Diagnostic tools for national biosecurity
What is the problem?
The ability to quickly and accurately identify species is critical for the Ministry for Primary Industries and regional councils to evaluate and respond to biosecurity threats to New Zealand’s agriculture, environment and economy. Threats include insect pests such as fruit flies, plant pathogenic fungi and bacteria, and plants likely to become weeds. The presence of pests in New Zealand poses a threat to accessing overseas markets.
How did we approach resolving the problem?
Landcare Research’s systematists have developed a range of diagnostic tools to enable the rapid and accurate identification of intercepted organisms. Recently developed diagnostic tools include interactive identification keys on New Zealand grasses, weeds, weedy daisies of the South Pacific, mosquitoes and Hymenoptera (a large order of insects). There are also online floras and faunas, fact-sheets, image galleries and electronic keys for species identification, DNA databases, and geographic distribution maps.
Essential to the preparation of these diagnostic tools is Landcare Research’s detailed taxonomic knowledge of the New Zealand biota and of related overseas species, particularly known insects, weeds and diseases.
Who has adopted our innovation?
Landcare Research’s tools for accurate and rapid identification are used by MPI, DOC, and regional council biosecurity managers, and by other scientists such as plant pathology researchers. They also utilise various interactive identification tools. For example, the weeds key is now routinely used by regional council biosecurity officers to identify banned garden plants at nursery inspections.
What impact has this innovation had on adopters?
The cost of surveillance is high, but the cost of pests establishing here is even higher and Landcare Research’s taxonomic expertise and the tools are a low-cost insurance policy.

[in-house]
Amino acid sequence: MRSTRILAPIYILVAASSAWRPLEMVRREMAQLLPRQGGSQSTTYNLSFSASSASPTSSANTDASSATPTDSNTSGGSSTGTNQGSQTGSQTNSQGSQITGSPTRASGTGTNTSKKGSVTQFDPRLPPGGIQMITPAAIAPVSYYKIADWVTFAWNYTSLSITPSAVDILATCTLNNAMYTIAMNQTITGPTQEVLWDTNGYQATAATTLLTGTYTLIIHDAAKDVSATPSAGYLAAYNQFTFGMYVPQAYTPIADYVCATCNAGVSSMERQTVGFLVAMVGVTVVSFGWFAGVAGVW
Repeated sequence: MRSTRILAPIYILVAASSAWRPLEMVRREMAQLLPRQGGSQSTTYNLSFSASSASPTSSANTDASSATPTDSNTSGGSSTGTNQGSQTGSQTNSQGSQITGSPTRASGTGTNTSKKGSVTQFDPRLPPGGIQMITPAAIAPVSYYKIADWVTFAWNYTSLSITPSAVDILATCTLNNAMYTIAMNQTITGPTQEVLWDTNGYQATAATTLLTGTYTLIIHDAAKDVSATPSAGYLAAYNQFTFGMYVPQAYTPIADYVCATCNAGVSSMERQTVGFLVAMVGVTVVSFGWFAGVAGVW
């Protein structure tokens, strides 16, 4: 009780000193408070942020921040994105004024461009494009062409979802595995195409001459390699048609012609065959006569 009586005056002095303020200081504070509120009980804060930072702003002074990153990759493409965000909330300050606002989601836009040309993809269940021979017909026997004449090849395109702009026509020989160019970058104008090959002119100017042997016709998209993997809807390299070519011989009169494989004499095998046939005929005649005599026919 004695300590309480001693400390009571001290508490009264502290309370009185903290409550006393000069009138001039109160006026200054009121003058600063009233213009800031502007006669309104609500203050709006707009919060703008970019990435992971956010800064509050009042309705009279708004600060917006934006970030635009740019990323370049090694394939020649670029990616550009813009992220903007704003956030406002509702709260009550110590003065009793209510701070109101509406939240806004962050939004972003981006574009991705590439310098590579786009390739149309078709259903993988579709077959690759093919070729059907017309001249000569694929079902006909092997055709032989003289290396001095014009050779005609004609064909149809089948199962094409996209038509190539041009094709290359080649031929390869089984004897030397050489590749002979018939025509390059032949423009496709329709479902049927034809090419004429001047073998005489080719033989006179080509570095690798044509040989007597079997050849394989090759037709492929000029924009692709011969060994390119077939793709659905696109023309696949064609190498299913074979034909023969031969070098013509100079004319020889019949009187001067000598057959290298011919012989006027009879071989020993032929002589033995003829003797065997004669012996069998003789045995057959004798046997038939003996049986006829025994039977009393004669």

Accurate identification is needed because the name of an organism is the key to accessing the accumulated knowledge on that organism. It is this knowledge, on the kinds of diseases caused, rate of spread, and possibility of control, that allows a rational decision to be made about the risk. Agencies can decide whether or not an effort should be made to eradicate the new organism or to manage it in some other way; for example, the introduction of the PSA bacterium to New Zealand, which is threatening the kiwifruit industry. Effective surveillance requires rapid, accurate and reliable identification of specimens that might represent new pests. Our knowledge and tools contribute to that.
Cannon PF, Damm U, Johnston PR Weir BS in press. Colletotrichum – current status and future directions. Studies in Mycology 73.
Damm U, Cannon PF, Woudenberg JHC, Johnston PR, Weir BS, Tan YP, Shivas RG, Crous PW 2012. The Colletotrichum boninense species complex. Studies in Mycology 73: 1–36.
Dean R, van Khan JAL, Pretorius ZA, Hammond-Kosack KE, Di Pietro A, Spanu PD, Judd JJ, Dickman M, Kahmann R, Ellis J, Foster GD 2012. The top ten pathogens in molecular pathology. Molecular Plant Pathology 13: 414–430.
Weir BS, Johnston PR, Damm U in press. The Colletotrichum gleoesporioides species complex. Studies in Mycology 73.